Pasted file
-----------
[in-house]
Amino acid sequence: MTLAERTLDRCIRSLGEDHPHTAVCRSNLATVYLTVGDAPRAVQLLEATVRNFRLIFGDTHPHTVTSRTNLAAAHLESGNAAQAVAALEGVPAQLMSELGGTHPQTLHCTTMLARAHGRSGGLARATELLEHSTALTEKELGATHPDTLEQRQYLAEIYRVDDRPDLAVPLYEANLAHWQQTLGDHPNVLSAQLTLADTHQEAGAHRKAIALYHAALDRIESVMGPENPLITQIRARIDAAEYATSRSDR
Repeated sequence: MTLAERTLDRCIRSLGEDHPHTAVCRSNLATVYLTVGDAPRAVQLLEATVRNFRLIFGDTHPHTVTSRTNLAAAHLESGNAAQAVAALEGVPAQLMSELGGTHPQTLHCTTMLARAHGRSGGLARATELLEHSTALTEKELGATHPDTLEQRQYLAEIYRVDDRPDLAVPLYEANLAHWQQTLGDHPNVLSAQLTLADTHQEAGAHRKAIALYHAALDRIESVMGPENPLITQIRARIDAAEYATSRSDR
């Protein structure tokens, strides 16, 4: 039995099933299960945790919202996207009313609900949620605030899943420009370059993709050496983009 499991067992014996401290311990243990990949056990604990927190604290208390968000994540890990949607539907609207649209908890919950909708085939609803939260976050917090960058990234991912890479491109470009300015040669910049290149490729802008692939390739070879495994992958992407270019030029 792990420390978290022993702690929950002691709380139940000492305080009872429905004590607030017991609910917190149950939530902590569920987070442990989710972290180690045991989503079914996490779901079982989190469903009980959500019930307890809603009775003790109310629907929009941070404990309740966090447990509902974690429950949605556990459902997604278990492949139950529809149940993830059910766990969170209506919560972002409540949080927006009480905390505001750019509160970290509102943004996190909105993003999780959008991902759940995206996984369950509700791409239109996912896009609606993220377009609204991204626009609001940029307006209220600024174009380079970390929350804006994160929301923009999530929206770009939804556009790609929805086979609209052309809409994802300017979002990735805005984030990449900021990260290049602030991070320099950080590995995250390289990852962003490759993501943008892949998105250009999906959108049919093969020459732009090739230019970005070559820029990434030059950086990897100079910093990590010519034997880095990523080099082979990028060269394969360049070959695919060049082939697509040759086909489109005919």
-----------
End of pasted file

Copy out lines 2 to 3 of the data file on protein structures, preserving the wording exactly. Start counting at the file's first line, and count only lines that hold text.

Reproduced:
Amino acid sequence: MTLAERTLDRCIRSLGEDHPHTAVCRSNLATVYLTVGDAPRAVQLLEATVRNFRLIFGDTHPHTVTSRTNLAAAHLESGNAAQAVAALEGVPAQLMSELGGTHPQTLHCTTMLARAHGRSGGLARATELLEHSTALTEKELGATHPDTLEQRQYLAEIYRVDDRPDLAVPLYEANLAHWQQTLGDHPNVLSAQLTLADTHQEAGAHRKAIALYHAALDRIESVMGPENPLITQIRARIDAAEYATSRSDR
Repeated sequence: MTLAERTLDRCIRSLGEDHPHTAVCRSNLATVYLTVGDAPRAVQLLEATVRNFRLIFGDTHPHTVTSRTNLAAAHLESGNAAQAVAALEGVPAQLMSELGGTHPQTLHCTTMLARAHGRSGGLARATELLEHSTALTEKELGATHPDTLEQRQYLAEIYRVDDRPDLAVPLYEANLAHWQQTLGDHPNVLSAQLTLADTHQEAGAHRKAIALYHAALDRIESVMGPENPLITQIRARIDAAEYATSRSDR